Archer fellowship moves online

Aleena Hassan
Mercury Staff

Students interning in Washington D.C. move back home, finish courses online

The Archer fellowship is a program that gives UT System students an opportunity to spend a semester in Washington D.C. This year, due to COVID-19, the program has gone virtual for the first time.

Archer Fellows intern at various organizations in D.C. while taking political science coursework over the course of a semester. Previous fellows have interned at prominent think tanks, government agencies and non-profits. Sophomores and juniors who have an interest in public policy are encouraged to apply by the Feb. 15 deadline. By March, students are selected for interviews, and by April, students selected to participate in the program are notified.

Neuroscience and economics senior Nikitha Vicas was one of the 48 students selected for the Spring 2020 cohort, and one of the nine selected from UTD. She plans on going to medical school after graduating and wanted to use the opportunity to explore the intersection of public health and policy. Vicas said that her cohort moved to D.C. in early January and began taking two weeks of classes from nine to five every day.

“Our internships counted as six-hour credit classes, so in total we were taking 15 hours of credit, just like a normal semester,Vicas said. “I interned at the White House Council of Economic Advisors. I was pre-med and I’m still really interested in it, but now I’m interested in policy. I thought I would go to med school, but now I don’t know. D.C. has an incredible energy, and I want to go back there to do more policy work.”

At the end of February, the Archer Center began preparing emergency kits for the Archer Fellows and began discussions with UT Dallas and UT System leadership about program modifications. On March 18, in response to direction from UTD President Richard Benson and UT System Chancellor Milliken and given mounting concerns about the health and safety of Archer Fellows, the Archer Center mobilized to ensure that students departed D.C. to return to their homes by March 22.  Public policy senior Roma Venkateswaran was teleworking her Liberal Democracy and Political Economy internship at Brookings Institute when she was told she needed to move out.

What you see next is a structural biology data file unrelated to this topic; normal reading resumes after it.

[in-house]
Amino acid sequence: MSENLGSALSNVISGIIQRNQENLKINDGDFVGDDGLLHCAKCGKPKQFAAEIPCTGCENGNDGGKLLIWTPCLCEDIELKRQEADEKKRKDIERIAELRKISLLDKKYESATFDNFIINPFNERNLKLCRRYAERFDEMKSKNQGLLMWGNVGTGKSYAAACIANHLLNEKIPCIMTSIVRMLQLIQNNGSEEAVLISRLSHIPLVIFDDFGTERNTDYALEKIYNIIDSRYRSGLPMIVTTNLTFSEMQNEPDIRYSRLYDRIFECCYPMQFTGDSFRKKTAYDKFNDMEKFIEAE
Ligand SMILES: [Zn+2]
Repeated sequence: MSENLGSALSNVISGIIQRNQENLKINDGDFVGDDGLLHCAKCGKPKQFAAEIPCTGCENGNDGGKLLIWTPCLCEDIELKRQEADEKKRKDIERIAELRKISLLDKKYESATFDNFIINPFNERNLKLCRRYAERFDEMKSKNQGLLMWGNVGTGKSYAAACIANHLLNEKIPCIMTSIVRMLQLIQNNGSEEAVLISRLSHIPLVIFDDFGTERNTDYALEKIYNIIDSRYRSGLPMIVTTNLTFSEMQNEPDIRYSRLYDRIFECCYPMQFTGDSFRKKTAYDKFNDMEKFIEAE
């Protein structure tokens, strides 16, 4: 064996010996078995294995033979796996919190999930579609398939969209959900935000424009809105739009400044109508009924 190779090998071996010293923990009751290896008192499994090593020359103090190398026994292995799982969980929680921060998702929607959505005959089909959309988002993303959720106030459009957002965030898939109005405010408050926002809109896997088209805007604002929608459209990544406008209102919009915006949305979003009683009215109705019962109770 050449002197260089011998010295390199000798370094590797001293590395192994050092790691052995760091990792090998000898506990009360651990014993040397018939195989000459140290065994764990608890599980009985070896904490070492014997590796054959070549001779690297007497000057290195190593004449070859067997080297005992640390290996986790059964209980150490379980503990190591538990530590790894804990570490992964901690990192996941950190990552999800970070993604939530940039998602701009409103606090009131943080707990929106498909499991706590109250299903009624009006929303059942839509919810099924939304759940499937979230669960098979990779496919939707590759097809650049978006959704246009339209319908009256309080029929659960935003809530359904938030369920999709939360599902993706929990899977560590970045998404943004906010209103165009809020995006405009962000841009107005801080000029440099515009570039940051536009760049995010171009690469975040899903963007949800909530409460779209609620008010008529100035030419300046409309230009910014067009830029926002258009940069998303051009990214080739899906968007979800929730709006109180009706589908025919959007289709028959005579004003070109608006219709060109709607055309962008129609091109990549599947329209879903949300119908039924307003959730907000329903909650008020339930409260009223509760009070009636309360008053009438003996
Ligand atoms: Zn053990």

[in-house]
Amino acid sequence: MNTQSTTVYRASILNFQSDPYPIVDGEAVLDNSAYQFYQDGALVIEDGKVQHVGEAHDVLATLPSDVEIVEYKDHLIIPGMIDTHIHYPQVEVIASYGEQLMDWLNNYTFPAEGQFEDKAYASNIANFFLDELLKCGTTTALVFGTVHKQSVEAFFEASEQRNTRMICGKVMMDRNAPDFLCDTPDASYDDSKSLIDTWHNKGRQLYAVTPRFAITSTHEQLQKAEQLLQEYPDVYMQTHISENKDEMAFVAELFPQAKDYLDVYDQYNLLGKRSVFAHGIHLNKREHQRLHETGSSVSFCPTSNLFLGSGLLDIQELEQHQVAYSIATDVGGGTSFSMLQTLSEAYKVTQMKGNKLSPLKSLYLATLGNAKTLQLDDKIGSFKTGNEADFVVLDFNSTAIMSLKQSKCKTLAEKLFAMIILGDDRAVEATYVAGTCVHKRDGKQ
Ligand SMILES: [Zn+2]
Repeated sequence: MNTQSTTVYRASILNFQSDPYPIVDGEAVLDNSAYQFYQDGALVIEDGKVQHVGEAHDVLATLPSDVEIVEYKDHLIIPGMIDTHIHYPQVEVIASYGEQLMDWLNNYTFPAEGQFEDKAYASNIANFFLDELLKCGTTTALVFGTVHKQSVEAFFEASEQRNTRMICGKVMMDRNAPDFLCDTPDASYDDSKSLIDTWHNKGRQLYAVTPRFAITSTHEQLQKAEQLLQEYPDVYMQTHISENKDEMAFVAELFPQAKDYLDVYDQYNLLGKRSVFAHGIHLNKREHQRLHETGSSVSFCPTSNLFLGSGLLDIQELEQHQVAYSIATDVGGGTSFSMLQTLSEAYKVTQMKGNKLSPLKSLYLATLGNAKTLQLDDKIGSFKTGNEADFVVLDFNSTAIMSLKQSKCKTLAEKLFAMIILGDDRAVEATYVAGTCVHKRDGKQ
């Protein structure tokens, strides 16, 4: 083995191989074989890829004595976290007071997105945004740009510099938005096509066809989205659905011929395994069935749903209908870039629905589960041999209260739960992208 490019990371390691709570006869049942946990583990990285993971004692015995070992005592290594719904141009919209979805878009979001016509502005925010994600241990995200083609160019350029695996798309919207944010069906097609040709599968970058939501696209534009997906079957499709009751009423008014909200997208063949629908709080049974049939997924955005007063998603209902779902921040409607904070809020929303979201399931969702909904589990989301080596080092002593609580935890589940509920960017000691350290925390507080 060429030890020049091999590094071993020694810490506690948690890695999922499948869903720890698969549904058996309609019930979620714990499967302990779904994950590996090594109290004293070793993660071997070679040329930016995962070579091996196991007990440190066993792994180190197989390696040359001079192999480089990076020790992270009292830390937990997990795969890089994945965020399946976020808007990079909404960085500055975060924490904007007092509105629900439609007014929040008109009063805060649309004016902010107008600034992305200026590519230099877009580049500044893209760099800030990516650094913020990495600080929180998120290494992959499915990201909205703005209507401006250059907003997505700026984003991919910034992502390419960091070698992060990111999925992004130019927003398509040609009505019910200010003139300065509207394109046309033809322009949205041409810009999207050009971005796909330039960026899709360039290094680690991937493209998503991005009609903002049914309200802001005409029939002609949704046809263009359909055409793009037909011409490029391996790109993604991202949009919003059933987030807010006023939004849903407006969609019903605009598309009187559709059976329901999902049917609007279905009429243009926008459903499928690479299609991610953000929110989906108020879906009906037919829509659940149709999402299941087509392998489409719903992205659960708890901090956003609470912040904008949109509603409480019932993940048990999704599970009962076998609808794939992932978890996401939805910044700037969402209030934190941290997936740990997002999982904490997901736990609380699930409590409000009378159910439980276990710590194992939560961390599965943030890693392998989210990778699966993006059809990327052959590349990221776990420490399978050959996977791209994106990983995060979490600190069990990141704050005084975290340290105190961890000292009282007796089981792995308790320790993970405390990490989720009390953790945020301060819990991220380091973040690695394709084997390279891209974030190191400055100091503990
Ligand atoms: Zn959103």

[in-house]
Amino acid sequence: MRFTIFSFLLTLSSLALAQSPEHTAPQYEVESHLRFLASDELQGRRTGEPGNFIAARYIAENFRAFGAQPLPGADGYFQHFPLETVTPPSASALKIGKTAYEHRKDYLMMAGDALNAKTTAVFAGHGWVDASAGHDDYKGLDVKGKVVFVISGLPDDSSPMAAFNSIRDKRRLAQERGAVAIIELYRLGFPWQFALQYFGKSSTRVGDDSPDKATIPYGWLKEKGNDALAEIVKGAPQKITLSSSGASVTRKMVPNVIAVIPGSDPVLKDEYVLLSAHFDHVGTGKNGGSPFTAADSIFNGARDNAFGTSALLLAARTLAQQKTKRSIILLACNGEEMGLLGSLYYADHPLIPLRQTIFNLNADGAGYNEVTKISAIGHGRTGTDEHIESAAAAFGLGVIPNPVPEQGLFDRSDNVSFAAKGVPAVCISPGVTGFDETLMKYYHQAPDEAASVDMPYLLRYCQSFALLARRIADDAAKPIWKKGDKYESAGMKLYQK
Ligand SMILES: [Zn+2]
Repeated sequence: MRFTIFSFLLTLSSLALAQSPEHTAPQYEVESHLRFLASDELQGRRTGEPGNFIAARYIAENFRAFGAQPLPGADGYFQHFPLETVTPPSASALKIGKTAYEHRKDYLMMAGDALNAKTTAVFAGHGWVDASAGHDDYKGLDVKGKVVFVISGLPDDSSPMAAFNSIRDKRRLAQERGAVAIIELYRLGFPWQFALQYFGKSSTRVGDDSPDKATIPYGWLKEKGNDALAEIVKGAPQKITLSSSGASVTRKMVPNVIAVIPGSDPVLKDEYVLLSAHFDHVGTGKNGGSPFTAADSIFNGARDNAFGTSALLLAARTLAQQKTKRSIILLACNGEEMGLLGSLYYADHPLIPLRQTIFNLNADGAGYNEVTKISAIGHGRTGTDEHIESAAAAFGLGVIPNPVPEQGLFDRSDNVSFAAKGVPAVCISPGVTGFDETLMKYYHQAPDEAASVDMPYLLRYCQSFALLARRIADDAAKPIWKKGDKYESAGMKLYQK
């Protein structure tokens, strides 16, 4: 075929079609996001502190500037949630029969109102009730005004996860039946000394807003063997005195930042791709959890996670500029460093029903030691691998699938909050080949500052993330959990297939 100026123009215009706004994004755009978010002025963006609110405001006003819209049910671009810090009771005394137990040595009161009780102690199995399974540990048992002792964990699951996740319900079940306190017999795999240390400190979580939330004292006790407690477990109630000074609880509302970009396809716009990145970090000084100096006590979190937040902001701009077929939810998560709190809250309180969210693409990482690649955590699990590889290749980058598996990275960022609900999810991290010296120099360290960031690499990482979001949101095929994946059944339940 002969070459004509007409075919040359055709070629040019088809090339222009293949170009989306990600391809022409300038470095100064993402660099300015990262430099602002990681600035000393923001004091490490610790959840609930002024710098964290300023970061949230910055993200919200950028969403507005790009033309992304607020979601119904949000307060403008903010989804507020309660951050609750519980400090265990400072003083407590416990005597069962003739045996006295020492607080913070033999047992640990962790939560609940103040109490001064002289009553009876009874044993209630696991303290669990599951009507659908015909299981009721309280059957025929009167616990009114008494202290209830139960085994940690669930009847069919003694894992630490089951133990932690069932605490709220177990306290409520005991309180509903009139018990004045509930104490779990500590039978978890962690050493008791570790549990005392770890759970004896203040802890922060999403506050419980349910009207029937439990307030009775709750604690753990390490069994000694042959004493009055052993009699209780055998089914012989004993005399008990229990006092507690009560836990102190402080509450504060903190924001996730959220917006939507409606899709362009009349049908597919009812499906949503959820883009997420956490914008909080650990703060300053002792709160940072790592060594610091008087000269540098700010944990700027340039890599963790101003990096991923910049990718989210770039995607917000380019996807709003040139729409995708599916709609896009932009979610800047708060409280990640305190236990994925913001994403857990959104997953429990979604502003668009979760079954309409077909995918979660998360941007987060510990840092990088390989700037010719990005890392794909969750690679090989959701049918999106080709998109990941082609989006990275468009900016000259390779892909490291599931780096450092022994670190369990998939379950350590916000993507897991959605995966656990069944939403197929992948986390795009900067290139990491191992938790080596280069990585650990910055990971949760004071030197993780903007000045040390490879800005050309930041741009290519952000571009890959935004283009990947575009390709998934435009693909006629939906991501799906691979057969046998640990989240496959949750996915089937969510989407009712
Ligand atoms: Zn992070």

“I live in Maryland, so I just drove home. Classes were almost over anyways, and I am doing the rest of my internship online,” Venkateswaran said. “One of the big parts of my role was planning events and even though there has been a transition to online events, there’s not as much to do compared to planning physical events. I would make social media drafts, do fact-checking, research and just other administrative stuff. I can still do a lot of my responsibilities virtually.”

Vicas was not as lucky. Her internship was cancelled the same week she was told to leave D.C.

“The work I did was highly protected. You could only have access to the data if you were onsite, so there was no chance of me getting my internship extended. All the interns were let go,” Vicas said. “I’ll still get credit for it because I was let go because of COVID-19. I really miss hanging out with all the other fellows. When you’re in Archer, you’re always busy. Either you’re working 40-plus hours for your internship, or you’re in class in the evenings or you’re out sightseeing. Now I’m quarantining at home and doing all my classes on Zoom. There’s a huge difference. I miss living in the city.”